Text of this morning's thought:
Today is Easter Monday. I’m not a Christian, so that doesn’t mean much to me. More surprising, perhaps, is that it doesn’t mean much to Christians either. Easter Monday is an entirely secular bank holiday with no special significance in the Christian calendar. Holy Saturday, which passed largely unnoticed, was a much more important time for sober reflection on the day Christ is said to have lain in the tomb.
Today is a good example of how intertwined our secular culture and religious traditions have become. Christmas, for example, is a Christian holiday, a pagan midwinter festival, and a secular celebration. Halloween is similarly the day before All Saints Day, a Celtic festival, and a chance for kids to dress up and play at being scared.
Even those who apparently give the feasts the same significance disagree over their meanings. Take Easter. All Christians celebrate it as the day Christ rose from the dead. Scratch the surface of this agreement, however, and you find some believe in a bodily resurrection, others solely a spiritual one, while some are happy to take the whole thing metaphorically.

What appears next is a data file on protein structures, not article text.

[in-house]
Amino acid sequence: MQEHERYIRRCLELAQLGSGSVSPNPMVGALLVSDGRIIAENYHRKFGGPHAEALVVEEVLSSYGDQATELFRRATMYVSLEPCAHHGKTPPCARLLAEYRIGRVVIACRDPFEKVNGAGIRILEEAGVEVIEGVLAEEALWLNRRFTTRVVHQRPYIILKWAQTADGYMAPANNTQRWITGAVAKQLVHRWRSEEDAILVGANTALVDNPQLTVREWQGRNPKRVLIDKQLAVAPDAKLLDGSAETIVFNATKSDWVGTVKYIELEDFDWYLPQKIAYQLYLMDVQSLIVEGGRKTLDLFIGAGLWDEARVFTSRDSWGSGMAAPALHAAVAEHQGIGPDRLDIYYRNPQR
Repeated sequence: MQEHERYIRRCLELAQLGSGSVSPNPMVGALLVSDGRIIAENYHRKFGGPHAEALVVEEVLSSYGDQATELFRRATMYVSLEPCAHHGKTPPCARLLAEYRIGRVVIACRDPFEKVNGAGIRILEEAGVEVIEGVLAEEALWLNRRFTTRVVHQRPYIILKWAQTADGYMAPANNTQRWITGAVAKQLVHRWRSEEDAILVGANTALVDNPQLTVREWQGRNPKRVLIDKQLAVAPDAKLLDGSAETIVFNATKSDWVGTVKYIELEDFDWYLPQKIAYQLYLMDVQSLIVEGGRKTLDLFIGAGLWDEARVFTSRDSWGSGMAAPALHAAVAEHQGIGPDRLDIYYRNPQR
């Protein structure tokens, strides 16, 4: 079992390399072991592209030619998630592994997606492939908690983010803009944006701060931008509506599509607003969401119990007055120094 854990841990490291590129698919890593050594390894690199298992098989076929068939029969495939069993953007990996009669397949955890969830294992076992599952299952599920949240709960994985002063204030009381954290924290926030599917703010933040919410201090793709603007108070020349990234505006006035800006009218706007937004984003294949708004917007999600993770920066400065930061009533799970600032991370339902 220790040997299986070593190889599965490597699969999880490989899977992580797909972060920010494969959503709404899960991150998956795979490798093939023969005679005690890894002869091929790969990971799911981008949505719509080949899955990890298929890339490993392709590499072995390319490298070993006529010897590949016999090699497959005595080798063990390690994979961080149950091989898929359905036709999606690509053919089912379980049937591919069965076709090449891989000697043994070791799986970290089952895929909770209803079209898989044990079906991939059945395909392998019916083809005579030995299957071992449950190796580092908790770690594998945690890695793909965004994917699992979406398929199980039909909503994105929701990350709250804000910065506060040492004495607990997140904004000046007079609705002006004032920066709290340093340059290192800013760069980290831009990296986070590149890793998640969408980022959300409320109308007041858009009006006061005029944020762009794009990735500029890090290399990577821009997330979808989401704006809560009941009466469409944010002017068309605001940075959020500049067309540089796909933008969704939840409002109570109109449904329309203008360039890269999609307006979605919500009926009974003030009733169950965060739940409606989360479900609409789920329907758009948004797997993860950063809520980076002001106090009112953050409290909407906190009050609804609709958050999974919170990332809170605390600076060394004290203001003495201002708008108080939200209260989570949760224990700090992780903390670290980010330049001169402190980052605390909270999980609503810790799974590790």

There is not even agreement about why Jesus died. The Catholic liturgy, for instance, talks clearly of Christ’s sacrifice for our sins. Yet the Anglican Rev Giles Fraser wrote in the Guardian on Friday of how he found “the idea that God requires the sacrifice of his own son so that human sin can be cancelled” “disgusting” and “morally degenerate.”
So when people complain that we have lost the true meaning of festivals like Easter, I wonder what they’re talking about. The meanings of our national holidays are not just there, waiting to be discovered. Christian or otherwise, we have to work them out for ourselves.